Many bodybuilders have great physiques. A lot of them are huge, however—so huge, people often say, "They don't need to get any bigger." Even so, the deltoids are one muscle group that everyone could use a little more of.
A wide shoulder structure is the first thing that identifies you as a bodybuilder. Having big shoulders makes your waist look smaller, makes your lats look bigger and makes your upper body as a whole look better.
Unfortunately, the deltoids can be quite stubborn. A few genetically blessed people have wide shoulders with naturally round deltoids, but the majority of us have to bust our @sses to get bigger shoulders. When I first got serious about bodybuilding, I already had a good base. I had a big chest and big arms; however, my body looked much like a ruler. I had no delts; that is, they didn't stand out at all from my arms.
I knew that if I wanted to have any hope of making it in the sport, I would have to drastically widen my shoulders. I tried many different routines and half-@ssed my way around the gym doing it. In the end it took me doing quite a bit of research and experimentation to find a program that worked.
Dissecting The Delts
Let's get down to the nitty-gritty science behind the shoulders. The deltoid complex is unique, as it can move in almost any direction. As a result, many different exercises can be used to stimulate the muscle fibers in many ways. The deltoid is composed of three heads: the anterior, or front, delt; the posterior, or rear, delt; and the medial, or middle, delt.
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To stimulate muscle fiber and maximize growth, you must do exercises for each head. I am a firm believer in isolating each delt head with a specific exercise in order to maximize growth; however, it's also key to include a good compound movement for building overall size and strength.
In terms of compound movements for the shoulders, I believe that dumbbells are far superior to barbells. When you use a barbell, your hands are locked into one position, which hinders your range of motion. Not only does it place more stress on your joints, but, in my opinion, it also takes away fiber stimulation because of the limited range. Don't take my word for it, though. Try doing a shoulder workout with barbell presses and one with dumbbell presses. I guarantee that you'll feel a difference in fiber stimulation.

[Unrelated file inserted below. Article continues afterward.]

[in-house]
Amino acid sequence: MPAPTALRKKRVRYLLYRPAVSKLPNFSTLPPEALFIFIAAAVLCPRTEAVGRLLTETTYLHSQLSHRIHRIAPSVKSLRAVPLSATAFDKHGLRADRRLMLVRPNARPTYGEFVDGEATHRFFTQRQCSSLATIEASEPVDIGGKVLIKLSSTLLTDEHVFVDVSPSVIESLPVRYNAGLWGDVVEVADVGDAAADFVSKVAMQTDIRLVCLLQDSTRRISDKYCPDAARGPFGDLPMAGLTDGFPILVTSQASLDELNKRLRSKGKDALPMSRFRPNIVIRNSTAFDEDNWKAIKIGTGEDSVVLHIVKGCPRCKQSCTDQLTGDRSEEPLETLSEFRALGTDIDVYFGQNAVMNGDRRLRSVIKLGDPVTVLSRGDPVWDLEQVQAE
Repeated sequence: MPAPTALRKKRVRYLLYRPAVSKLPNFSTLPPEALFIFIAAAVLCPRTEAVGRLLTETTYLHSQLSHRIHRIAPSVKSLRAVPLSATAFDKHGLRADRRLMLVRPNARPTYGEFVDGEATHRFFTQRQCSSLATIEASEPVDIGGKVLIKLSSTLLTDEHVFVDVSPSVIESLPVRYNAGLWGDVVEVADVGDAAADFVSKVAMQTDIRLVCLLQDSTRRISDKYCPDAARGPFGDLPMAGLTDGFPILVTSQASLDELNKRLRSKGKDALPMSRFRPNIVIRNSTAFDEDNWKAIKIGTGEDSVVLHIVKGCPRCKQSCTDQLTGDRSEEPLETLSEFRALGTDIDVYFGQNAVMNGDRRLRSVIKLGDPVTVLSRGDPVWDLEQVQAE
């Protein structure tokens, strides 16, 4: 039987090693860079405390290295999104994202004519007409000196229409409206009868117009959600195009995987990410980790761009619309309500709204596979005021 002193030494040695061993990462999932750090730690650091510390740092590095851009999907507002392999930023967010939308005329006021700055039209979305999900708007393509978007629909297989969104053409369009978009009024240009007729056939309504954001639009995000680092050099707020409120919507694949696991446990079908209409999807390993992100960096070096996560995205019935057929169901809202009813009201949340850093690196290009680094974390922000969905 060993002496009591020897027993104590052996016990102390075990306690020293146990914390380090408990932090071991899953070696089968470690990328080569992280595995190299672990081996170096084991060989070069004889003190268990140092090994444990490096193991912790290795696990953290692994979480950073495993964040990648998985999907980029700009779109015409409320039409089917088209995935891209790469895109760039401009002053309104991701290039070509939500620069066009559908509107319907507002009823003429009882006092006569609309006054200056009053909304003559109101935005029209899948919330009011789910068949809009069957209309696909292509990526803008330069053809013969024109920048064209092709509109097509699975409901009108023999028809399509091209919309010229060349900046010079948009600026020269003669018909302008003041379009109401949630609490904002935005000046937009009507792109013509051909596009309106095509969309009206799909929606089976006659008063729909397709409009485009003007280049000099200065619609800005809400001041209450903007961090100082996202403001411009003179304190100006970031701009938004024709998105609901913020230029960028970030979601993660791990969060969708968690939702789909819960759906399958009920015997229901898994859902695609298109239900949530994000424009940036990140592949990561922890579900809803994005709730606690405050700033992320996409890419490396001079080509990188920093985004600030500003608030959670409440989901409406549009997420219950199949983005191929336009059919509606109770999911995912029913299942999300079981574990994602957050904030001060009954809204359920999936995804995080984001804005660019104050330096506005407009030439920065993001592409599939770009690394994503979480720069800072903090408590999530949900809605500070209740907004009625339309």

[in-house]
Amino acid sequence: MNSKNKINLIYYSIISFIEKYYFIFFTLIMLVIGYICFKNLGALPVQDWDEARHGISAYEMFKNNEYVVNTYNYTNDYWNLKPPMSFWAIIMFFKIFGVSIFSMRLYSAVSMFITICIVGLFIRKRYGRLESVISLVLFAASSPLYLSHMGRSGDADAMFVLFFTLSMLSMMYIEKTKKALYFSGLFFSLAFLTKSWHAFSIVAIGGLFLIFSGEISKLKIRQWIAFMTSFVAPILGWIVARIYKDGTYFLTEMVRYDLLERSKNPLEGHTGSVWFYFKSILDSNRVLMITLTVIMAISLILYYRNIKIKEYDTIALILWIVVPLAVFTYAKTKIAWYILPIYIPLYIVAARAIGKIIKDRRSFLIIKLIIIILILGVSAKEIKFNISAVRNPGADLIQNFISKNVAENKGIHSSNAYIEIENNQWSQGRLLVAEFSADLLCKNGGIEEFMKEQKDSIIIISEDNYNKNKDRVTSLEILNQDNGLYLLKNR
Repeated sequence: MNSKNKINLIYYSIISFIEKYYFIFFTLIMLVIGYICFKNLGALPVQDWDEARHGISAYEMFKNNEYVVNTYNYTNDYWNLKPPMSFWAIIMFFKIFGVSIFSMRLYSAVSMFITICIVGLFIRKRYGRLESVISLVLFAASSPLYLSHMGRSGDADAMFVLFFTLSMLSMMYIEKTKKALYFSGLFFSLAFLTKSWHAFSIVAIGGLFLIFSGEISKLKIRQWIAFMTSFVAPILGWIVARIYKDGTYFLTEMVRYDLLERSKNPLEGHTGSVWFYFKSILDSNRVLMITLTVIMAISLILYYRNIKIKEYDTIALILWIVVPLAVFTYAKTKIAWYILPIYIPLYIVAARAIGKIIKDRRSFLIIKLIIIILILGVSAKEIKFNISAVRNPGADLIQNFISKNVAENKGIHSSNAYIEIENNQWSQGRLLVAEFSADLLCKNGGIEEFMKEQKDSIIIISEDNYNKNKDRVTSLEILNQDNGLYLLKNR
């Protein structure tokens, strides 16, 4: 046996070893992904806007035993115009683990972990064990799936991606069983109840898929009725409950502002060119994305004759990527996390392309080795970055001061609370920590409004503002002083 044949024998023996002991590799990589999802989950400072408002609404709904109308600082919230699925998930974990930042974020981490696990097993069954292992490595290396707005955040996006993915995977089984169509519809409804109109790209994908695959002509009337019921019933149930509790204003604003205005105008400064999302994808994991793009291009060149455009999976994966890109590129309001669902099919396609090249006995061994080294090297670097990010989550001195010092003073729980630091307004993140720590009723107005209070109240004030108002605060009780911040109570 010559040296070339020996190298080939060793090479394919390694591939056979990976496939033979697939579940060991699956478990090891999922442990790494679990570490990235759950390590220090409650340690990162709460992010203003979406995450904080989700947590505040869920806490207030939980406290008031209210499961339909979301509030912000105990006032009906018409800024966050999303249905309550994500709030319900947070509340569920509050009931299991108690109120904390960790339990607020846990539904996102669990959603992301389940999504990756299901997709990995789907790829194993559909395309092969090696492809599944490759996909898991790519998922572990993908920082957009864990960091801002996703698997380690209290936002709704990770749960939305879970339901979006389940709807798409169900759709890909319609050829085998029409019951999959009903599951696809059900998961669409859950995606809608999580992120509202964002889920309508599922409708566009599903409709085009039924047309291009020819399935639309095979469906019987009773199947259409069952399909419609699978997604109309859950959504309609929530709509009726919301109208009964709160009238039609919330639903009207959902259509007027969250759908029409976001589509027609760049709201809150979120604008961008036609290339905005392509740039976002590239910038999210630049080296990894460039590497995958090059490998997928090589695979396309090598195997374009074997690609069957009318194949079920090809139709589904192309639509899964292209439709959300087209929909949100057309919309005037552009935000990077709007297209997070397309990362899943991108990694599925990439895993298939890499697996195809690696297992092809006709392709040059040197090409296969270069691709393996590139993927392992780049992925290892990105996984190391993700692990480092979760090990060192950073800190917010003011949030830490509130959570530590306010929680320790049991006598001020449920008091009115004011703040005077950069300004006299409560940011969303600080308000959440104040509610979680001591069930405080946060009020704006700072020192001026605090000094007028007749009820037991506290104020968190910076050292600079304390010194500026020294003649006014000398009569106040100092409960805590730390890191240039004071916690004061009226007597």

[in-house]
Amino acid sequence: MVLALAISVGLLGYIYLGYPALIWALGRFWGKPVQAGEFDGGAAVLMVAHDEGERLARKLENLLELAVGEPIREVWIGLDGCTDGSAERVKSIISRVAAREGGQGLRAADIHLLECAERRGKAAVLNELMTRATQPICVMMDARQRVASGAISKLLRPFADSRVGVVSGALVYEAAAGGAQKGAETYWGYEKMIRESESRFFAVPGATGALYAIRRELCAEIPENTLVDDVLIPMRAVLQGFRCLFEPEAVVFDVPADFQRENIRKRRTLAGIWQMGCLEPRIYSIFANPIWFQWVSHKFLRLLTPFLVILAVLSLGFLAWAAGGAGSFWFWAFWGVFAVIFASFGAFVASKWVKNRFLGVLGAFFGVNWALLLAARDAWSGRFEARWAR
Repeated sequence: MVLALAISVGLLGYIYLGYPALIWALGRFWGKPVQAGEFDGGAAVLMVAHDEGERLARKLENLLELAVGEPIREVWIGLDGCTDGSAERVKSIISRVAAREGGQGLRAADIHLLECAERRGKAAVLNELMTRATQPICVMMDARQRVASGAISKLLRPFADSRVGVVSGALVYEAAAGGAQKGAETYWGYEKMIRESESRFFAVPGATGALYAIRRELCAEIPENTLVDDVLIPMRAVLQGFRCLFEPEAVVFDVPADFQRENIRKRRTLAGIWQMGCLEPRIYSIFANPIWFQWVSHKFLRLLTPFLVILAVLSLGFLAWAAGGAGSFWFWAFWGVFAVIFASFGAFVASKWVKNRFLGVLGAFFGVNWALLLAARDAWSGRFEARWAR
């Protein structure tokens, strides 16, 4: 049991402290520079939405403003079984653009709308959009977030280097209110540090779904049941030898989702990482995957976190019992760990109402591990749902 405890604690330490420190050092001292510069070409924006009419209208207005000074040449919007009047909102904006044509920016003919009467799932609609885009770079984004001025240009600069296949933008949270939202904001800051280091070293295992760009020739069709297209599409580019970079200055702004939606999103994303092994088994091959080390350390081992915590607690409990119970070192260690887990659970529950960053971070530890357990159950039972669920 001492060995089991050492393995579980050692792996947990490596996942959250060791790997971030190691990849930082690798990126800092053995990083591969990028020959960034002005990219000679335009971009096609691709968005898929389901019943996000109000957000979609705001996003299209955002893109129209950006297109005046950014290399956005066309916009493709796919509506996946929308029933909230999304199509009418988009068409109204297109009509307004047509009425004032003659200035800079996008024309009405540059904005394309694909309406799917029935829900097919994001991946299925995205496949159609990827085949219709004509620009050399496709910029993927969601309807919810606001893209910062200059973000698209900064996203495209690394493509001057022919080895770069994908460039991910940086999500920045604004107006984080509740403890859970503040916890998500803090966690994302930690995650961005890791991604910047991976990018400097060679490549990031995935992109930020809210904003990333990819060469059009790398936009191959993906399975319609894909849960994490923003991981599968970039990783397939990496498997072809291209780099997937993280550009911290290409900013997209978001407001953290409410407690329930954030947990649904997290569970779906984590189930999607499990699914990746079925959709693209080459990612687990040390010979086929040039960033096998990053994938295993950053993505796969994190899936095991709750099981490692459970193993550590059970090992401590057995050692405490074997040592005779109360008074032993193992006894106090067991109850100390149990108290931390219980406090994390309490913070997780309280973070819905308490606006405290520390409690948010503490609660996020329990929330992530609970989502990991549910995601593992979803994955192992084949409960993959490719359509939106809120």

Here are the two shoulder routines I use. Note that I do warm-up sets for all exercises and that I do all the work sets listed to failure.
- Seated dumbbell presses 2 x 6-12
- Arnold presses 2 x 6-12
- Dumbbell bent-over lateral raises 2 x 6-12
- Braced one-arm lateral raises 2 x 6-12
Workout 2 (Preexhaustion):
- Cable lateral raises 2 x 6-12
- Seated dumbbell presses 2 x 6-12
- Upright rows 2 x 6-12
- Cable bent-over lateral raises 2 x 6-12
I alternate these workouts every four weeks and work all exercises through a full range of motion. I believe that the number of muscle fibers you can stimulate is directly proportional to how far you can stretch and how well you can contract a muscle. (Why do you think calves and forearms are problem bodyparts for so many people? They have limited ranges of motion.)
For example, on seated dumbbell presses you should lower the dumbbells until they touch the tops of your shoulders and then press them overhead, moving up and together until they touch at the top, and on lateral raises you should raise the dumbbells as high as the top of your head and slowly lower them back down to the sides of your thighs.
Editor's note: Layne Norton has a B.S. in biochemistry and is a Ph.D. candidate in nutritional science. He's a professional drug-free competitive bodybuilder in the IFPA and NGA. His Web site is www.BioLayne.com. For more of his articles visit www.Bodybuilding.com. IM
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